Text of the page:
The Wisconsin Alumni Research Foundation has patented the new botulinum toxin technology. In addition to Chapman and Dong, co-authors of the new PNAS paper include William H. Tepp and Eric A. Johnson, both of the UW-Madison department of food microbiology and toxicology.

Edwin Chapman | EurekAlert!
Further information:
http://www.wisc.edu

More articles from Health and Medicine:

nachricht UC San Diego researchers develop sensors to detect and measure cancer's ability to spread
06.12.2018 | University of California - San Diego

nachricht New cancer immunotherapy approach turns immune cells into tiny anti-tumor drug factories
05.12.2018 | University of California - San Diego

All articles from Health and Medicine >>>

The most recent press releases about innovation >>>

Die letzten 5 Focus-News des innovations-reports im Überblick:

Im Focus: Researchers develop method to transfer entire 2D circuits to any smooth surface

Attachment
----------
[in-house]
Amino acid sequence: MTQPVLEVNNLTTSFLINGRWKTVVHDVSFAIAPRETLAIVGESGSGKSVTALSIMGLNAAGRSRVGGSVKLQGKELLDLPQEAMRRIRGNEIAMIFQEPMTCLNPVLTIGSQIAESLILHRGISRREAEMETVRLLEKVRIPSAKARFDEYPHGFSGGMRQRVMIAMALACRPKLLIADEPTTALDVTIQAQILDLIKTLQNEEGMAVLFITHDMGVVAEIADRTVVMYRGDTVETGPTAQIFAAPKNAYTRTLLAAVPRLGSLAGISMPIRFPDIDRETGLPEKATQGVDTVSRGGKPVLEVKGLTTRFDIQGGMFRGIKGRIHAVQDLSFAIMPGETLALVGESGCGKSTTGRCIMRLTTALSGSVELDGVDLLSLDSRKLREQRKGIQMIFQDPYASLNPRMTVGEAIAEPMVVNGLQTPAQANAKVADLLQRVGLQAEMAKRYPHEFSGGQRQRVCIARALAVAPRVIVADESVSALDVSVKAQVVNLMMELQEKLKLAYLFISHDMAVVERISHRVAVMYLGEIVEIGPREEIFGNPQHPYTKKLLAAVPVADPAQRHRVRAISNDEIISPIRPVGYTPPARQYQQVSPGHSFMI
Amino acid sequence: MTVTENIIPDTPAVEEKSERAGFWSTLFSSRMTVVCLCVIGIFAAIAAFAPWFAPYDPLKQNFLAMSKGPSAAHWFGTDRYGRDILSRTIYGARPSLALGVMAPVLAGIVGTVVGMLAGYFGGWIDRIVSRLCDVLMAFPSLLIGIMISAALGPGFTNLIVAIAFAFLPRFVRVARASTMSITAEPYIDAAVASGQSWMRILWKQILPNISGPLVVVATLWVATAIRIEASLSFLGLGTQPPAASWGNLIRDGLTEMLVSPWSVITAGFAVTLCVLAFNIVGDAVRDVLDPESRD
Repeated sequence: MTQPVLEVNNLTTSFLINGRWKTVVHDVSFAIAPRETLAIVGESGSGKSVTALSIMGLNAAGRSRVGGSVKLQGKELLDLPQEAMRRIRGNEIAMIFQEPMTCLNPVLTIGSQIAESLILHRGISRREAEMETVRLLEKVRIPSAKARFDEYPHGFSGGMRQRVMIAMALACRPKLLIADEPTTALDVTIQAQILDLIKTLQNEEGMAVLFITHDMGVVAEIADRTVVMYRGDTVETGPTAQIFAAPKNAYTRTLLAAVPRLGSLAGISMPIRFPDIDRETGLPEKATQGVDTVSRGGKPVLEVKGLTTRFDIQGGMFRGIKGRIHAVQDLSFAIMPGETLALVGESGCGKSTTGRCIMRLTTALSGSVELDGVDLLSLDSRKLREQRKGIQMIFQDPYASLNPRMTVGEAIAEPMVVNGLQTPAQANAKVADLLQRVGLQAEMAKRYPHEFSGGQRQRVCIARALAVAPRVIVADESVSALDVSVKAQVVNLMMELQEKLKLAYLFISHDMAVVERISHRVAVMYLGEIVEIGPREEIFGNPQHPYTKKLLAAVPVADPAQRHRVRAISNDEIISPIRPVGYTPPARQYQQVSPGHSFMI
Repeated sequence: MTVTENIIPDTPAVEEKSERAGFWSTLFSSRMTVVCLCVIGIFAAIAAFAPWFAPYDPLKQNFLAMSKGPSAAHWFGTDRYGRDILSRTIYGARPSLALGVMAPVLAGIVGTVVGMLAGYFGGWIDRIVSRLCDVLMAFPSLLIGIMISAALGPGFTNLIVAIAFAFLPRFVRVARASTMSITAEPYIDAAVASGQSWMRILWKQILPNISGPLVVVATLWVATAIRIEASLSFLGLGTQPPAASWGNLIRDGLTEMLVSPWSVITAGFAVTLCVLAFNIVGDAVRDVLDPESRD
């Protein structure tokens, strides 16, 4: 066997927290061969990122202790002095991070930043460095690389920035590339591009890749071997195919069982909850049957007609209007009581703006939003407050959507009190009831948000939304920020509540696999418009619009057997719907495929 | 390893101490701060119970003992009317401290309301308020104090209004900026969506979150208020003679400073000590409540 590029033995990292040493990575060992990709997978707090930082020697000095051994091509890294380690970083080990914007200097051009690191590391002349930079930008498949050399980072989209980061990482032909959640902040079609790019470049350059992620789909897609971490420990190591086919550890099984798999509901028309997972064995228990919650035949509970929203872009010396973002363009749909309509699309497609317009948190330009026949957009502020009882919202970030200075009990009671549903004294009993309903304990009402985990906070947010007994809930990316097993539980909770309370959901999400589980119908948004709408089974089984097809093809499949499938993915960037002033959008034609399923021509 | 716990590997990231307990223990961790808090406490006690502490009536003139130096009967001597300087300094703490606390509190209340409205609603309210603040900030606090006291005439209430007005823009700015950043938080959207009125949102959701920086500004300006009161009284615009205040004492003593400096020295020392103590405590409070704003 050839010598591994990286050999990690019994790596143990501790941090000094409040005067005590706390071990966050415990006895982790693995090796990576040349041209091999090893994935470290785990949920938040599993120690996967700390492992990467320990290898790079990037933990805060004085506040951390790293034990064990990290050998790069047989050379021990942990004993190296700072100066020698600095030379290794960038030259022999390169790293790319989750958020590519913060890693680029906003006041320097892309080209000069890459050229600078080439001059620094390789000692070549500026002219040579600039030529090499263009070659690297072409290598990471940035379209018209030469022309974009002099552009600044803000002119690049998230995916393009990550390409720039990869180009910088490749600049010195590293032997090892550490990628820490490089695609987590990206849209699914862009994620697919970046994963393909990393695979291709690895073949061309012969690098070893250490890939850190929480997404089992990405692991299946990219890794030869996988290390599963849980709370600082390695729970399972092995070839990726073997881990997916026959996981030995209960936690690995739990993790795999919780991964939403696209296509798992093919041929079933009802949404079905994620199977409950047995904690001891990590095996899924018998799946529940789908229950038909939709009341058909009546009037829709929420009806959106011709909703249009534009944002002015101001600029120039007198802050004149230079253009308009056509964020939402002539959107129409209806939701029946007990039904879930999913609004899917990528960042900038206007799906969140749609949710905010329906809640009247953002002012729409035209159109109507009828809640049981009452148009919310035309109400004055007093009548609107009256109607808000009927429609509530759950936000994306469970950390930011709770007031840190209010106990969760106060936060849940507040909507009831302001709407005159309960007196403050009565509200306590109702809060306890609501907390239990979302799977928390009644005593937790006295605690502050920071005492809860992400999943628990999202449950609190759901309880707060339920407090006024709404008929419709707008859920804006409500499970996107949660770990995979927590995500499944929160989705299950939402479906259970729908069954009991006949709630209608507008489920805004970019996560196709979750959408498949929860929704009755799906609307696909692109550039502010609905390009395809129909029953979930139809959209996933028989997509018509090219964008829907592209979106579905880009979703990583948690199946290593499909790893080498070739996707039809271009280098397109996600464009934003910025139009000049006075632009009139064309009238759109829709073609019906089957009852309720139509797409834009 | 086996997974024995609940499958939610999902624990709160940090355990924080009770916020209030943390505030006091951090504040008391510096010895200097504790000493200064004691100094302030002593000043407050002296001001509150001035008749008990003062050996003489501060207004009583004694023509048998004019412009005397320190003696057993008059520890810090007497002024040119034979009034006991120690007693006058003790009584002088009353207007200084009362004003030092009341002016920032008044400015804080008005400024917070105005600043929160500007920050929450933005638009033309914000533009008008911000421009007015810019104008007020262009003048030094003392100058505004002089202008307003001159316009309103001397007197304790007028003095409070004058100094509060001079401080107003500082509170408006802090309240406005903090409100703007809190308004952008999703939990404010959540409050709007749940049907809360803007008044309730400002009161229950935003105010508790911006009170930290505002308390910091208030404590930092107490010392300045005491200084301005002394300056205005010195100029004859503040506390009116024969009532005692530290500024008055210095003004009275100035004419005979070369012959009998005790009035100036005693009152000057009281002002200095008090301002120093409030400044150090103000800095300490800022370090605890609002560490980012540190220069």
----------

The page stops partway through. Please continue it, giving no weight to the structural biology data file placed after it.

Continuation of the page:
What if a sensor sensing a thing could be part of the thing itself? Rice University engineers believe they have a two-dimensional solution to do just that.

Rice engineers led by materials scientists Pulickel Ajayan and Jun Lou have developed a method to make atom-flat sensors that seamlessly integrate with devices...

Im Focus: Three components on one chip

Scientists at the University of Stuttgart and the Karlsruhe Institute of Technology (KIT) succeed in important further development on the way to quantum Computers.

Quantum computers one day should be able to solve certain computing problems much faster than a classical computer. One of the most promising approaches is...

Im Focus: Substitute for rare earth metal oxides

New Project SNAPSTER: Novel luminescent materials by encapsulating phosphorescent metal clusters with organic liquid crystals